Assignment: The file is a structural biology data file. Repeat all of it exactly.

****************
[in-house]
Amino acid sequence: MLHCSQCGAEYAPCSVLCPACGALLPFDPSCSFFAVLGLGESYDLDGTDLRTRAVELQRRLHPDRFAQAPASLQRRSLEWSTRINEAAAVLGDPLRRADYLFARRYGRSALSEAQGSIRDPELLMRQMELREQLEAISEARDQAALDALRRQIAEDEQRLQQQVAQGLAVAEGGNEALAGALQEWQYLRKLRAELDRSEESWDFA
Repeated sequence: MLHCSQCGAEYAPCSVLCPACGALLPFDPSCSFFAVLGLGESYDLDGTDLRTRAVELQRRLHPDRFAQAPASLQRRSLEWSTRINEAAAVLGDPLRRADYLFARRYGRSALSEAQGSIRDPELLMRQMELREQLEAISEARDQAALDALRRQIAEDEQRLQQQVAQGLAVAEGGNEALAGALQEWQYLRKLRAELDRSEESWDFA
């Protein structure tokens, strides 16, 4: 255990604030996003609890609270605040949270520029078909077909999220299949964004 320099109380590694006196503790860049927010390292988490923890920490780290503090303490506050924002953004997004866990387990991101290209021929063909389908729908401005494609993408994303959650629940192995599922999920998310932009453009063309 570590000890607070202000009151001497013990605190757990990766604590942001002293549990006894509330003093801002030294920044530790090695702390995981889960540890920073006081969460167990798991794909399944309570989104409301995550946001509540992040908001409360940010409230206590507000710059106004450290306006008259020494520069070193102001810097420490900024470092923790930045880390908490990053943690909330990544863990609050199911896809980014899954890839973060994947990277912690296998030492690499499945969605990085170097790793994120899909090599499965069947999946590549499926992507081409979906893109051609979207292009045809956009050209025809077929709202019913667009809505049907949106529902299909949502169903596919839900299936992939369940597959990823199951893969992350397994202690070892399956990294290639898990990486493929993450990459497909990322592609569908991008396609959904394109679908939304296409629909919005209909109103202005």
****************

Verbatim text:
[in-house]
Amino acid sequence: MLHCSQCGAEYAPCSVLCPACGALLPFDPSCSFFAVLGLGESYDLDGTDLRTRAVELQRRLHPDRFAQAPASLQRRSLEWSTRINEAAAVLGDPLRRADYLFARRYGRSALSEAQGSIRDPELLMRQMELREQLEAISEARDQAALDALRRQIAEDEQRLQQQVAQGLAVAEGGNEALAGALQEWQYLRKLRAELDRSEESWDFA
Repeated sequence: MLHCSQCGAEYAPCSVLCPACGALLPFDPSCSFFAVLGLGESYDLDGTDLRTRAVELQRRLHPDRFAQAPASLQRRSLEWSTRINEAAAVLGDPLRRADYLFARRYGRSALSEAQGSIRDPELLMRQMELREQLEAISEARDQAALDALRRQIAEDEQRLQQQVAQGLAVAEGGNEALAGALQEWQYLRKLRAELDRSEESWDFA
């Protein structure tokens, strides 16, 4: 255990604030996003609890609270605040949270520029078909077909999220299949964004 320099109380590694006196503790860049927010390292988490923890920490780290503090303490506050924002953004997004866990387990991101290209021929063909389908729908401005494609993408994303959650629940192995599922999920998310932009453009063309 570590000890607070202000009151001497013990605190757990990766604590942001002293549990006894509330003093801002030294920044530790090695702390995981889960540890920073006081969460167990798991794909399944309570989104409301995550946001509540992040908001409360940010409230206590507000710059106004450290306006008259020494520069070193102001810097420490900024470092923790930045880390908490990053943690909330990544863990609050199911896809980014899954890839973060994947990277912690296998030492690499499945969605990085170097790793994120899909090599499965069947999946590549499926992507081409979906893109051609979207292009045809956009050209025809077929709202019913667009809505049907949106529902299909949502169903596919839900299936992939369940597959990823199951893969992350397994202690070892399956990294290639898990990486493929993450990459497909990322592609569908991008396609959904394109679908939304296409629909919005209909109103202005």